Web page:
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Arts and Entertainment Tuesday, Jan. 3, 2012 7 years ago

Canta Rana - Peruvian Fusion

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by: Kaye Warr

The Dining Diva samples Peruvian fusion in a lovely courtyard setting...

It’s a beautiful day to sit outside and eat some delicious Peruvian Fusion. I’m at Canta Rana on Fruitville Road next to The Breakfast House with my friend Uriel and this website’s own ‘ Blonde Out Of Water’. The little cottage that houses this brand new restaurant is decorated inside with scarlet, black, and deep green walls but we’re drawn out the back door to the crisp, sunny day, and the sprawling courtyard partially shaded by trees. We order a couple of glasses of wine (Blondie assures me that it’s 5 O’Clock somewhere) and we sit back to wait for our appetizers – Ceviche Mixto and Tamalito Verde. There’s a languid feel to the afternoon and it doesn’t seem as though we’re sitting so close to one of Sarasota’s busiest streets. Uriel tells us that he’s been here for dinner before and points out the lights and tiki torches that line the fence. Allow some time for appetizers because everything is made from scratch in a kitchen that matches mine only in size (small). This is another family affair as the manager is married to the chef/owner Diana Durand. He’s Puerto Rican and she’s Peruvian so the idea of fusion doesn’t just pertain to the menu which boasts Chinese, Japanese, Spanish, and Puerto Rican influences. The Ceviche Mixto is incredibly fresh seafood marinated in lemon juice accompanied by sweet potato, finely sliced onions and corn. The corn and sweet potato are naturally sweet and serve to temper the bright acidity of the lemon and onions. The Tamalito Verde is Green Piura’s style cilantro tamal cooked in corn leaf accompanied by salsa criolla (tomato, pepper, and onion relish). Piura is the oldest Spanish city in South America and I can imagine that this style of food has been passed down through generations because it’s perfect in it’s simplicity.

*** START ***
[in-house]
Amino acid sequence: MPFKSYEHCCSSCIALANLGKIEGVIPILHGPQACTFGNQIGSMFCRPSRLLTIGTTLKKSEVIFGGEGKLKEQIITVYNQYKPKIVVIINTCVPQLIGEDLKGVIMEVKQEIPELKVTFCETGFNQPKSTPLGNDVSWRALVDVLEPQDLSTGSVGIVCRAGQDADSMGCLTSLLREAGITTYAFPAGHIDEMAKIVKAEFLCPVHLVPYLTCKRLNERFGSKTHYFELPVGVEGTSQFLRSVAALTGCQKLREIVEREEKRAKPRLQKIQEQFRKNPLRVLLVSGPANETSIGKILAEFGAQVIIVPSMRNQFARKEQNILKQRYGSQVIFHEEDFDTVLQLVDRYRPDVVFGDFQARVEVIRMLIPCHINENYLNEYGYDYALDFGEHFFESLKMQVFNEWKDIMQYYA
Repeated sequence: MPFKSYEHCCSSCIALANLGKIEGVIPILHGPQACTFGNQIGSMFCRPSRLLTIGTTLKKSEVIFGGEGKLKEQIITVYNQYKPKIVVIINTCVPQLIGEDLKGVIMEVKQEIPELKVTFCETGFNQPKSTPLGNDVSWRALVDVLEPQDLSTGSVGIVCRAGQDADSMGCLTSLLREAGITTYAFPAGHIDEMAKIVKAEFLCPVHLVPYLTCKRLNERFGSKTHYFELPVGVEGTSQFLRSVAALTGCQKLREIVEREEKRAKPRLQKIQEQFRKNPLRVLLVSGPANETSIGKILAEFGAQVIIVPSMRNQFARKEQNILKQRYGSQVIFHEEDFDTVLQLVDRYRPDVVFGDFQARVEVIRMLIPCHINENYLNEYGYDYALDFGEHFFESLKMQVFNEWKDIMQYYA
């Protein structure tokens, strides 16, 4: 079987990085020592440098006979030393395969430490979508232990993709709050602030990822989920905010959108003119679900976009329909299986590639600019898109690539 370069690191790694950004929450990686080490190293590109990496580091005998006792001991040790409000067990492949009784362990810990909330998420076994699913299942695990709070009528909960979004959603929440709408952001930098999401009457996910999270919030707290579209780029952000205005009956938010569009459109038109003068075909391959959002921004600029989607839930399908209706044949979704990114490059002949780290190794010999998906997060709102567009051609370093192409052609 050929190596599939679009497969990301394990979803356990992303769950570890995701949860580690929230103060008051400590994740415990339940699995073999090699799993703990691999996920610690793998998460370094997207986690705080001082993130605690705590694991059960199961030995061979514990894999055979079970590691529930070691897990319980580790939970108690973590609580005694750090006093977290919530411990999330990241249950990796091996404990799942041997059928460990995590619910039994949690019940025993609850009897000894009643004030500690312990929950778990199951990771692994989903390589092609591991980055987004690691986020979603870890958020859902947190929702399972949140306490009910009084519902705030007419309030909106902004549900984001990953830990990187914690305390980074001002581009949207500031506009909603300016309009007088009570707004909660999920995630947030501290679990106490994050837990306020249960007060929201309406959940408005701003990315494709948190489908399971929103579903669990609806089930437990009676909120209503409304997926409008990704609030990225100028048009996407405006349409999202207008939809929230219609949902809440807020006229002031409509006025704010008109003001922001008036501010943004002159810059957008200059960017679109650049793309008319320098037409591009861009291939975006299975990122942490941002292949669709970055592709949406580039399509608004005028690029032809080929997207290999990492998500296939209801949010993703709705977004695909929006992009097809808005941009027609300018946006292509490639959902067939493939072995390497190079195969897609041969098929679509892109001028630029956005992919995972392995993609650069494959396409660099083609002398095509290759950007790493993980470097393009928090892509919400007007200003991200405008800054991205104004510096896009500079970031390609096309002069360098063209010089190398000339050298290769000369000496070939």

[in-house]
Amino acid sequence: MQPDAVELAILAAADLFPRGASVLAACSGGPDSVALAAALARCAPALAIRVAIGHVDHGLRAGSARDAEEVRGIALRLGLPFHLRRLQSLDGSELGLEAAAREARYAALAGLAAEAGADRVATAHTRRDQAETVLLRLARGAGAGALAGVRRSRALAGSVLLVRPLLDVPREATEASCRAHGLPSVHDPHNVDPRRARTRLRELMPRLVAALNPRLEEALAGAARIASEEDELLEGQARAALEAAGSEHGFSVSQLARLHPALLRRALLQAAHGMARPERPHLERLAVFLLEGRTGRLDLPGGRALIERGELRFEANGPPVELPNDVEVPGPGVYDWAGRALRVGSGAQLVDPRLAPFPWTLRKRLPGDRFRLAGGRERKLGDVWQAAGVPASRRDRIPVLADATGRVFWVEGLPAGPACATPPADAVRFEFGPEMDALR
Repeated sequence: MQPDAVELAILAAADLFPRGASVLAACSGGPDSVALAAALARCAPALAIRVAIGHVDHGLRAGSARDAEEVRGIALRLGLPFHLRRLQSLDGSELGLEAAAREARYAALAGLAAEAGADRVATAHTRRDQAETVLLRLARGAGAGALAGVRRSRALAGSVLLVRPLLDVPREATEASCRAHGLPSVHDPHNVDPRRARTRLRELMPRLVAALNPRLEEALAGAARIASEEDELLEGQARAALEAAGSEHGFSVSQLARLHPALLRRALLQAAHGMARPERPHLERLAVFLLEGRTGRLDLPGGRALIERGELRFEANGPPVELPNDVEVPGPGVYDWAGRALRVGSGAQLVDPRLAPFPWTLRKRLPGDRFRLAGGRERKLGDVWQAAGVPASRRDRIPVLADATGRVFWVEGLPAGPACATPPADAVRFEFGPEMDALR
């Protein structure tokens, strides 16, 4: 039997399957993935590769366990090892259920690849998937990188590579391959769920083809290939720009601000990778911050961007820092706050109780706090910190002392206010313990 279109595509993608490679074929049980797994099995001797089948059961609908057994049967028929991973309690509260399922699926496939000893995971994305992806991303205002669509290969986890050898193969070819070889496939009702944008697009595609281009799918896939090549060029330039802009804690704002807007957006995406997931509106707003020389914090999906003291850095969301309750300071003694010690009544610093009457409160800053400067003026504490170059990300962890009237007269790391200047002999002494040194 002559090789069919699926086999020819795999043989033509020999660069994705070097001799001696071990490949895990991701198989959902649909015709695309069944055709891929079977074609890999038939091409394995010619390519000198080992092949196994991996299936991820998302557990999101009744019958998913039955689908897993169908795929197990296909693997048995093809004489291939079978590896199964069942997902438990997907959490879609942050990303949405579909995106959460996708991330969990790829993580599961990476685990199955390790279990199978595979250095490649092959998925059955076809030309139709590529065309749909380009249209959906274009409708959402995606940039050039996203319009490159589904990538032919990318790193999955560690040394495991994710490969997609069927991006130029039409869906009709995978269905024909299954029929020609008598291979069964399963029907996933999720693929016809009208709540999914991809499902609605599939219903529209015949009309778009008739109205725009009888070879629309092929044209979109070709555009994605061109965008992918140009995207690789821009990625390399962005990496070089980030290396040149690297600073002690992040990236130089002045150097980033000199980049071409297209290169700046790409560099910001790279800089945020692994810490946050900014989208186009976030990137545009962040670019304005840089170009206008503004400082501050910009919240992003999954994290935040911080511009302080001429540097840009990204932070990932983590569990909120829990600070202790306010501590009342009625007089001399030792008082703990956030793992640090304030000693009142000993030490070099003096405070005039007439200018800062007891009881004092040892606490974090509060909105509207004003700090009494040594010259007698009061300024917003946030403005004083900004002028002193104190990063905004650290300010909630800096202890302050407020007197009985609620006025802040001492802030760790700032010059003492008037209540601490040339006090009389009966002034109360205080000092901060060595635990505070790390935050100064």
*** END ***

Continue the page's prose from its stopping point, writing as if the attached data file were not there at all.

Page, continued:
For our entrees we choose Arroz Con Pollo, which Uriel recommends, and Mofongo, which is one of my favorite Puerto Rican dishes (when it’s done right). The main course arrives quickly and I am delighted with the presentation of the Mofongo which arrives in a little cauldron-style bowl with Canta Rana emblazoned on the front of it. When we ask the owner the origin of the bowls he says that his parents picked them up in South America. The name Canta Rana means singing frogs which conjures images of Disney amphibians and makes me smile. The Mofongo itself is a delicious mixture of shrimp in garlic sauce stuffed into mashed green banana. It’s cooked perfectly and I eat more than my fair share. Luckily, Blondie and Uriel are attacking the Arroz Con Pollo and don’t notice that I’m hogging the Mofongo. I manage to try a small amount of the chicken and rice dish and it’s spectacular. The chicken is juicy and has a fantastic spiced rub and the rice could be it’s own entrée and puts Chinese restaurants’ fried rice to shame.

We’ve purposely saved room for dessert at Uriel’s urging and we order the Arroz Con Leche, which is rice pudding with coconut and raisins, to share. The pudding is served warm with a liberal dash of cinnamon on top and is, for me, an exotic comfort food. I know if I grew up in South America rather than South Africa this is what my grandmother would have served for Sunday supper.

Blondie tells me that the little store behind The Breakfast House and Canta Rana has some great treasures including a normally expensive Dior Mascara for dirt cheap. I’m happy that this area is starting to come together as yet another little enclave of charming restaurants and stores that are serving to make Sarasota as interesting and diverse as some of our larger neighbors.

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